Title: Research on MEV in L2 Blockchains
Team: Erik Zhang and Cindy Jiang + FranklinDAO (Penn Blockchain) Research Committee
Flashbots contact: @ryager
We hope to research the current MEV landscape, with an emphasis on decentralizing sequencers used by L2s beyond the EVM. Our findings would then be published in long-form format, Twitter threads, as well as in media formats such as podcasts and social media video clips, by FranklinDAO.
The first part of our analysis would be a brief, high-level overview of current L2s and how they submit transactions back to the L1, with the goal of highlighting MEV vulnerabilities and solutions, such as Flashbots’s auction system.
This would then segue into the bulk of our research on how we can decentralize the sequencing protocol in important L2s built on chains such as Ethereum, Solana, and Cosmos — for example, by allowing multiple stakers to collectively sequence transactions in order of time received, or by using more incentive-aligned structures.
Finally, we would zoom back out and do a qualitative analysis of whom decentralized sequencing would benefit in the Web3 ecosystem, beyond just research institutions or MEV-dedicated organizations like Flashbots. The purpose of this is to open up a broader discussion and push for decentralizing sequencers across all decentralized protocols, not just the EVM.
The final section of our project is releasing the publication in a variety of media formats to our wide audience of students and protocols on social media. Like our previous research, we typically release in the format of a long-form piece, Twitter thread, podcast, and video clips. These are published by our FranklinDAO accounts, as well as our individual researchers.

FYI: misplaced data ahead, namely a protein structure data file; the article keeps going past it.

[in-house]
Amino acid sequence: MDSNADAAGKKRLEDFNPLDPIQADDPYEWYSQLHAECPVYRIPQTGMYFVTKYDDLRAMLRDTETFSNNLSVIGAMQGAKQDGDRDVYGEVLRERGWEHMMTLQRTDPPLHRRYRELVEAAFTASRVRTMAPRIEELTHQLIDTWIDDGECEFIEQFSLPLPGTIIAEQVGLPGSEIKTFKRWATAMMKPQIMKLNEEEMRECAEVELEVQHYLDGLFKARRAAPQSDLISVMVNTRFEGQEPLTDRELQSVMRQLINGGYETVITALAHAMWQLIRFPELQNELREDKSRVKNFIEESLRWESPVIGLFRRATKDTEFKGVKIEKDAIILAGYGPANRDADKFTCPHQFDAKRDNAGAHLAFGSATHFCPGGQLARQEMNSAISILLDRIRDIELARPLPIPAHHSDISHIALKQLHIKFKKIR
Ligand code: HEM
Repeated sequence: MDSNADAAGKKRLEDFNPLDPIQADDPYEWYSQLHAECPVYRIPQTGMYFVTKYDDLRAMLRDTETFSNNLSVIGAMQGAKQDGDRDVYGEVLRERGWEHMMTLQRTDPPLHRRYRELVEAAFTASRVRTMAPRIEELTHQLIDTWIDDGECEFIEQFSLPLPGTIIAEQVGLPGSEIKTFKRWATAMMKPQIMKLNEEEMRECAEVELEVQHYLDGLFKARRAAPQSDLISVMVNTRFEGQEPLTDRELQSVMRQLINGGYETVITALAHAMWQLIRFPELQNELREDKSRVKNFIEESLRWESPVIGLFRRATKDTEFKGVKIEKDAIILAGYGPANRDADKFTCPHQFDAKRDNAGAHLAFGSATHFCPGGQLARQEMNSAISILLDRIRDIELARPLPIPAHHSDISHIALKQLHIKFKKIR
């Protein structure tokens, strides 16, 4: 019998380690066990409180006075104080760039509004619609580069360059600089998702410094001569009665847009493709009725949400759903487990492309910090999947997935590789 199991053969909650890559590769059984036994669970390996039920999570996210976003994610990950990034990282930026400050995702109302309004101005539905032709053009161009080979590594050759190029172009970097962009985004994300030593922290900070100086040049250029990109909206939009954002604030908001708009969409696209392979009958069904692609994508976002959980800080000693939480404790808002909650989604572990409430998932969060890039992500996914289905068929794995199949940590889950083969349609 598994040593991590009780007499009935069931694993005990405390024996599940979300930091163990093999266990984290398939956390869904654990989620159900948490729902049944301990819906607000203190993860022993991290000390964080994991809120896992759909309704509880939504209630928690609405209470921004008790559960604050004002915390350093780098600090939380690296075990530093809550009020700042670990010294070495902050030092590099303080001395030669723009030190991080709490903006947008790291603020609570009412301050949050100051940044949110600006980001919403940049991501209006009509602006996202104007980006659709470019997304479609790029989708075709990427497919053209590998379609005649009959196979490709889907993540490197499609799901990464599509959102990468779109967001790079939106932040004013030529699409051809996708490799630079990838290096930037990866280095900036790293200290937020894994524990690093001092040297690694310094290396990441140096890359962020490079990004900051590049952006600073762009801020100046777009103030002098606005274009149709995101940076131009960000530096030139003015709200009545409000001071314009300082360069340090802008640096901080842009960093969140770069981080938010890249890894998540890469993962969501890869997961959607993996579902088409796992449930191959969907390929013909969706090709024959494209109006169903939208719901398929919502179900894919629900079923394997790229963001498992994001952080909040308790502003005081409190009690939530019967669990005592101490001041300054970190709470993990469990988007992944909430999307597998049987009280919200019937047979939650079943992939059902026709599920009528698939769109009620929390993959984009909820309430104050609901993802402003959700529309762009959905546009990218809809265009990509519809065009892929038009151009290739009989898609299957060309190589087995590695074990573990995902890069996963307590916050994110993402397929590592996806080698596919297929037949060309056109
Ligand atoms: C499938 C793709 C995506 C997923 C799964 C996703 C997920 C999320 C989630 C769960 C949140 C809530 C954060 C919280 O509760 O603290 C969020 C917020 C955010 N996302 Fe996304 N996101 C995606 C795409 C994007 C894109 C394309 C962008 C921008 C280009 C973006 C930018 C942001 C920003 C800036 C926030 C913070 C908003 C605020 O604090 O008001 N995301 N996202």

The landscape of Web3 infrastructure has changed drastically over the past year due to a strong emphasis on improving scalability. Ethereum itself has released Ethereum 2.0 based on PoS, and we have seen many decentralized applications beginning to migrate to L2s like Polygon or discuss creating their own app chains on Cosmos, for example. With much of the focus being shifted to these scaling solutions, we want to consider MEV mitigation from the perspective of an L2 context and the challenges it poses. For example, some L2s are much more centralized than their respective L1s or are willing to sacrifice certain areas of security — as a result, many users are vulnerable to the “MEV” tax. With different assumptions and niche use cases from L1 transactions, can we still apply the exact same principles or analysis to mitigate MEV in the L2 future — such as with auctions or a more robust decentralized protocol? On the other hand, when considering different L1s and the scaling techniques they use, can we make MEV mitigation strategies to L2s chain agnostic so that they work on not just the EVM, but Solana and the Cosmos chain itself as well?
Our research projects typically follow the timeline outlined below:
In the first week, we first do preliminary research and understand, from a high-level, what the protocol does and how it relates to broader industries or philosophies in Web3. With this information, we begin to finalize a list of important sub-areas of research that we want to focus on.
We then enter the actual research portion. Members of the team typically begin with previous publications (white papers, audits, developer blogs) and do checks along the way to see if other sources and data corroborate the picture being captured. Throughout the process, we consult with other members of the team (perhaps with specialized experience) to give updates and suggestions on each other’s progress, as well as provide ideas for new viewpoints to consider and sanity-check our technical understanding.
Once the research has been compiled, teams typically take 1-2 weeks to complete the writing process and formalize their findings. Drafts are submitted to committee leaders and other members of FranklinDAO along the way for feedback, and additional research is conducted if necessary as supplements.
Finally, with long-form papers finalized, the team gets together to record a series of podcasts and video clips about their research topic. These are then used to publicize the research up until the day it is officially released. The overall process can take 4-10 weeks, depending on how involved the research area is and the need of Flashbots.